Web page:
3. Bargaining: Know when not to accept the initial price quoted. Sometimes the quoted price is the price you pay, as in super markets and shopping malls. But most small vendors do not start off by quoting you the price they hope to end up with. Depending upon how different you look and talk from the way the vendor looks and talks, this opening price may be only a little bit higher, or it could be double the real price - or even more! This phenomenon also occurs with negotiated fares for taxis. If you don’t like bargaining, find someone who does, and go shopping with that person. Try to avoid becoming attached to things that catch your eye until after the bargaining is done. Being able to walk away from a deal is a strong tool in bargaining for the right price. If the vendor is more eager to sell than you are to buy, the price will come out in your favor. The reverse is also true. Some shoppers ask first for the opening price and then offer 50% back. Perhaps this is a good rule of thumb, but in truth, each sale is different. With some experience, you may be able to guess the wholesale price and then mark it up in your mind by a fair amount and offer that. Sometimes it is a good tactic not to ask for a price, which forces the vendor to size you up first. Rather, you make the opening offer. Either way, a transaction will be started that can end with a sale at a price you consider a bargain. This sort of bargaining requires an investment of time, and sometimes multiple visits to the vendor. If time is scarce, or if there’s little fun left in the haggling, then cut to the chase – make a final offer a fair amount above your notional floor price (to show some respect for the vendor and his or her merchandise), and call it a day. Remember that not everything is subject to this sort of buying and selling, though almost everything can be sold at a discount if you buy several of a single item or otherwise spend a lot of money with the vendor. Some say that shopping is an art, and perhaps it is. But bargaining is mainly a skill, like playing poker. Some people are just better at it than others. The vendor is probably a lot more experienced at it than you are, so do not expect easy victories. On the other hand, the vendors are grateful for the tourists, and normally will not try to hurt or abuse them. And they do expect to engage in a little give and take.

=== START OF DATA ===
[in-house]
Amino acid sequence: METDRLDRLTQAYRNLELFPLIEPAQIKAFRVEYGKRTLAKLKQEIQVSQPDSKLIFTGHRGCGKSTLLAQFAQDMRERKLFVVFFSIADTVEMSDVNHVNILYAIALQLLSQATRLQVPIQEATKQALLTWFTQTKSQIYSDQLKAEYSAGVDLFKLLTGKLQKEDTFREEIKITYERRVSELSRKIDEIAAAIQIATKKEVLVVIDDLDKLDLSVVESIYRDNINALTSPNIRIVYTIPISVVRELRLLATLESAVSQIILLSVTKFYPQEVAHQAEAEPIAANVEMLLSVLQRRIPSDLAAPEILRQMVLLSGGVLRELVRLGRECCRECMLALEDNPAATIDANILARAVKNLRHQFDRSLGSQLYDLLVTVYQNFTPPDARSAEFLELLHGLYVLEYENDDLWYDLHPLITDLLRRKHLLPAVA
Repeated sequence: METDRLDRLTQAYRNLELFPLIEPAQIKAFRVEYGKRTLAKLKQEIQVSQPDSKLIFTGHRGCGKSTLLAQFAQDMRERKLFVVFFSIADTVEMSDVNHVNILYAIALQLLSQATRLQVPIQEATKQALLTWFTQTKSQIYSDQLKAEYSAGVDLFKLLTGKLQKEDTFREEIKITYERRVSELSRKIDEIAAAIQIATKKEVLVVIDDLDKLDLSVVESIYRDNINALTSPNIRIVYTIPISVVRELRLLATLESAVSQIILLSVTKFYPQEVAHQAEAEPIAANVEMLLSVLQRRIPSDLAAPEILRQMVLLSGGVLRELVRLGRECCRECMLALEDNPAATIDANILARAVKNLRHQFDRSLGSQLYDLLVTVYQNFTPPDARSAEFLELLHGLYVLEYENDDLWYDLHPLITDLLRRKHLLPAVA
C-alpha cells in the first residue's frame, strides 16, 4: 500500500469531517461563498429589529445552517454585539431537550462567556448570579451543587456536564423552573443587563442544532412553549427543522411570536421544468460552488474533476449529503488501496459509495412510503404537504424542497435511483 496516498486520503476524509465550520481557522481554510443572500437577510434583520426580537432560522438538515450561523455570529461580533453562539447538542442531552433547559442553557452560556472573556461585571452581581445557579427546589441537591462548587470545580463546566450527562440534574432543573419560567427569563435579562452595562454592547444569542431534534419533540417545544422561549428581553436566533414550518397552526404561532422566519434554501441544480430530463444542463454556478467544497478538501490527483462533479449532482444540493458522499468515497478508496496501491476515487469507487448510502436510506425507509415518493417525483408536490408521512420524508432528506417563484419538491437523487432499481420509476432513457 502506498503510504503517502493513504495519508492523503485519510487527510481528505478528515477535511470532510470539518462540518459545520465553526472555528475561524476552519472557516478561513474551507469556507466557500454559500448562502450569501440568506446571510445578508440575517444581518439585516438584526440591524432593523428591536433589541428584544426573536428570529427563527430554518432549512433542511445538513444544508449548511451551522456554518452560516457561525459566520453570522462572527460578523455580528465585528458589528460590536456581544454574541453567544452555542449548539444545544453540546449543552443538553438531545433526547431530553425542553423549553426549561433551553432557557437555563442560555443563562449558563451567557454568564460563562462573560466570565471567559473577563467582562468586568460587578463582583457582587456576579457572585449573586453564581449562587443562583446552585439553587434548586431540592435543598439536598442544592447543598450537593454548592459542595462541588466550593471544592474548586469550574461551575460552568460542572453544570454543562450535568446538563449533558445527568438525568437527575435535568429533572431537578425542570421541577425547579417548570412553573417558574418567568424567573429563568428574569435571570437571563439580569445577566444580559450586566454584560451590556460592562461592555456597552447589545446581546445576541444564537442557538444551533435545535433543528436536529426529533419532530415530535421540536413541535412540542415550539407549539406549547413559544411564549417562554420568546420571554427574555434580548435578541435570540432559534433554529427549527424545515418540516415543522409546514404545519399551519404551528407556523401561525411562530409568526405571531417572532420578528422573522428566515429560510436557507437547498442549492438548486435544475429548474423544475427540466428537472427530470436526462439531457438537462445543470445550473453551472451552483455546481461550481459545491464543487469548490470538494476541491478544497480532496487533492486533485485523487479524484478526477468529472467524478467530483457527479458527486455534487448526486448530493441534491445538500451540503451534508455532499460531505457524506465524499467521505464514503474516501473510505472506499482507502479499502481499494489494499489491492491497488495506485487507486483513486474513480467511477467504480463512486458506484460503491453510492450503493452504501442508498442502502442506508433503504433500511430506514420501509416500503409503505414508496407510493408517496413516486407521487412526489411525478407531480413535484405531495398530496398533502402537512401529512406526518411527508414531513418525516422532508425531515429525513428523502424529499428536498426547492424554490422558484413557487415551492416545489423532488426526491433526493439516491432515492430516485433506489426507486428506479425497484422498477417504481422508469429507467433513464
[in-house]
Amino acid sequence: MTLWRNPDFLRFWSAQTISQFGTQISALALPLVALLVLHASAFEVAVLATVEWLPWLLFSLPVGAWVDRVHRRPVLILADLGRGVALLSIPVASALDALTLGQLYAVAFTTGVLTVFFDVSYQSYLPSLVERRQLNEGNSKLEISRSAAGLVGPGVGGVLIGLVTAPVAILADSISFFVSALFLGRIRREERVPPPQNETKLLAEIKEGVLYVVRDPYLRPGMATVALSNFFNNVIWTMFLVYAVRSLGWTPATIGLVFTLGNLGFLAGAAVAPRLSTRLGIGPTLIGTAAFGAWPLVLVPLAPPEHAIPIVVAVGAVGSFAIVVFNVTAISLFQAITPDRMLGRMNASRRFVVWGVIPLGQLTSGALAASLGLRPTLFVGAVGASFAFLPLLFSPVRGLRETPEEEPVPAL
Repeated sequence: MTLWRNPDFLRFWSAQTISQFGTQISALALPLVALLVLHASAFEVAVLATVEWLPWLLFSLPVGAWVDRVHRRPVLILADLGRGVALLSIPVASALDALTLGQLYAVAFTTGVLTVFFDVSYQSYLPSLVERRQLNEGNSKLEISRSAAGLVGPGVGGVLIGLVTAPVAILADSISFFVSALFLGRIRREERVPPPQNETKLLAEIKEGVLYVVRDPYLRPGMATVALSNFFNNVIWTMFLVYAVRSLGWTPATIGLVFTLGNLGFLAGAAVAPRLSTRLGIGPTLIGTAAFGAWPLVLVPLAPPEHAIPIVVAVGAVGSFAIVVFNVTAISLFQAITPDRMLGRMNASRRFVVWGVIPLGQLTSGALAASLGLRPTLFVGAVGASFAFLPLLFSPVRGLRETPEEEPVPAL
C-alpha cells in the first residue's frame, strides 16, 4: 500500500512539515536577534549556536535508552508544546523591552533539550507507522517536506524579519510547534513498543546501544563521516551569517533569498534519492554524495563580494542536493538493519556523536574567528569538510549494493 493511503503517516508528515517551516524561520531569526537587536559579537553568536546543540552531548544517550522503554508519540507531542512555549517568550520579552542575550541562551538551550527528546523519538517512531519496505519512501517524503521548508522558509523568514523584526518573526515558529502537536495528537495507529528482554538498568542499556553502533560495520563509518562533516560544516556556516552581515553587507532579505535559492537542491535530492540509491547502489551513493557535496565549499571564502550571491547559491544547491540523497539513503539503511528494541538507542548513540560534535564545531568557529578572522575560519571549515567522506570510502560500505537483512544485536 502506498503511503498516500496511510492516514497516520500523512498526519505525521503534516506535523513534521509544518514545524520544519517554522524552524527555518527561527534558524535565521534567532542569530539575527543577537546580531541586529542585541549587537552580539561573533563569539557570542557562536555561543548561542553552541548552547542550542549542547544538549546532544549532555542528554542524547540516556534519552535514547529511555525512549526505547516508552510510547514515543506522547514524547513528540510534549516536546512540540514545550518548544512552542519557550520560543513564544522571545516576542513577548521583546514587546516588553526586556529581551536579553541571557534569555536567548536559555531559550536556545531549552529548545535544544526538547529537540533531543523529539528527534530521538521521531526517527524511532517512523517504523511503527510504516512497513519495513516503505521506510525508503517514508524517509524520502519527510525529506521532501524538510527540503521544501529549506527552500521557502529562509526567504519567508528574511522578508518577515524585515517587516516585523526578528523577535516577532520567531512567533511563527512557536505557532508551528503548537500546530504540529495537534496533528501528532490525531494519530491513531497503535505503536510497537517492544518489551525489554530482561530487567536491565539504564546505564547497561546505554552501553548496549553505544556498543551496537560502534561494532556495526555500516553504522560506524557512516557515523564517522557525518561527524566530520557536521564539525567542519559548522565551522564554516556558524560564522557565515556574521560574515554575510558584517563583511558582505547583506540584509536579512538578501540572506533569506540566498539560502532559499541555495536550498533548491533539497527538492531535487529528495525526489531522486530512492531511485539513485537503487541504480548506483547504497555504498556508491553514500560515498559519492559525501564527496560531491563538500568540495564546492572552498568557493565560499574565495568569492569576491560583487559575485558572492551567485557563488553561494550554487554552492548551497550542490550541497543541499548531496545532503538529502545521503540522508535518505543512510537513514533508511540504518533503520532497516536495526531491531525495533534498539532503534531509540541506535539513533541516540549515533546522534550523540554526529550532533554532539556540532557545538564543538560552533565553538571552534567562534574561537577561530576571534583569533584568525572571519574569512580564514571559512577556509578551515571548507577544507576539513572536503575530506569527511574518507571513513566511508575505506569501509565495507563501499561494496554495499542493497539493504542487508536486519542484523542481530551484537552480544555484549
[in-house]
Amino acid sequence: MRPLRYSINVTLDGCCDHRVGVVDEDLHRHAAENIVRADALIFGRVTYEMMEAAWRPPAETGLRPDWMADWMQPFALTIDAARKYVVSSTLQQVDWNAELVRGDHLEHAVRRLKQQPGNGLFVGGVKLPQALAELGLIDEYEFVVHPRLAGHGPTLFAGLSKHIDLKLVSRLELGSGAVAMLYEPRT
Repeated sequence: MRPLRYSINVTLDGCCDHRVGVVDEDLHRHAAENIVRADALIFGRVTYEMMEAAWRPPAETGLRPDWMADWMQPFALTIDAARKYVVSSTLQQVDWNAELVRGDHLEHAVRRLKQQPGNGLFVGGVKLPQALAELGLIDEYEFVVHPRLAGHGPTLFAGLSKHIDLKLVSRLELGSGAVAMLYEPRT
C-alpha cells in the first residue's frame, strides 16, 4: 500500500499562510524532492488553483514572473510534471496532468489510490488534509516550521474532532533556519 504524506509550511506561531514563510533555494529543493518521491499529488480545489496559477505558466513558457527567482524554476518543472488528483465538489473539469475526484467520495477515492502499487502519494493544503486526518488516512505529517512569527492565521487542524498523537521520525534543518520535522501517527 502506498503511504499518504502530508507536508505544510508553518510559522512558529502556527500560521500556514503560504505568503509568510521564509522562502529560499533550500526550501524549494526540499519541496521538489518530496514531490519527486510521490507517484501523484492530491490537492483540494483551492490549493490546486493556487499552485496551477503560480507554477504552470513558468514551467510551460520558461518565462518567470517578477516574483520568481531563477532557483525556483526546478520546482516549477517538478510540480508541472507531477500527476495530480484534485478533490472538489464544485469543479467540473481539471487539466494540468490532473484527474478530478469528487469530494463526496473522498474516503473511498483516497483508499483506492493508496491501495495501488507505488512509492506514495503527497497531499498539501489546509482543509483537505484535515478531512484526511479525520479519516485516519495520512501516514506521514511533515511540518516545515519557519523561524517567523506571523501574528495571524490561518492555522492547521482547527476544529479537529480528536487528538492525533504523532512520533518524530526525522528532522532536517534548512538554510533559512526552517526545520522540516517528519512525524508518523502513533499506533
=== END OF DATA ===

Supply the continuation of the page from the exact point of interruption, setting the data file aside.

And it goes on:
4. Hours of Operation: Check hours of operation in advance. This tip is especially important if the place to be visited is a fair distance away. Acapulco shops follow no particular rules about when they are open. It is safe to assume that shops are open by 10 am and stay open until around 6 pm. But a few shops open earlier, and a good many do not close their doors until 7, 9 or 10 at night. Often the store hours are prolonged slightly on weekends. Be careful not to rely on stores to be open on Sunday. Some may open later or close much earlier on Sunday. This is less true, of course, in the shopping malls and commercial centers than in the more traditional parts of town. As in other countries, the stores that make up a commercial center will usually all follow the same operating schedule. The lesson here is, check the hours if you are hoping to go early, late or on a Sunday.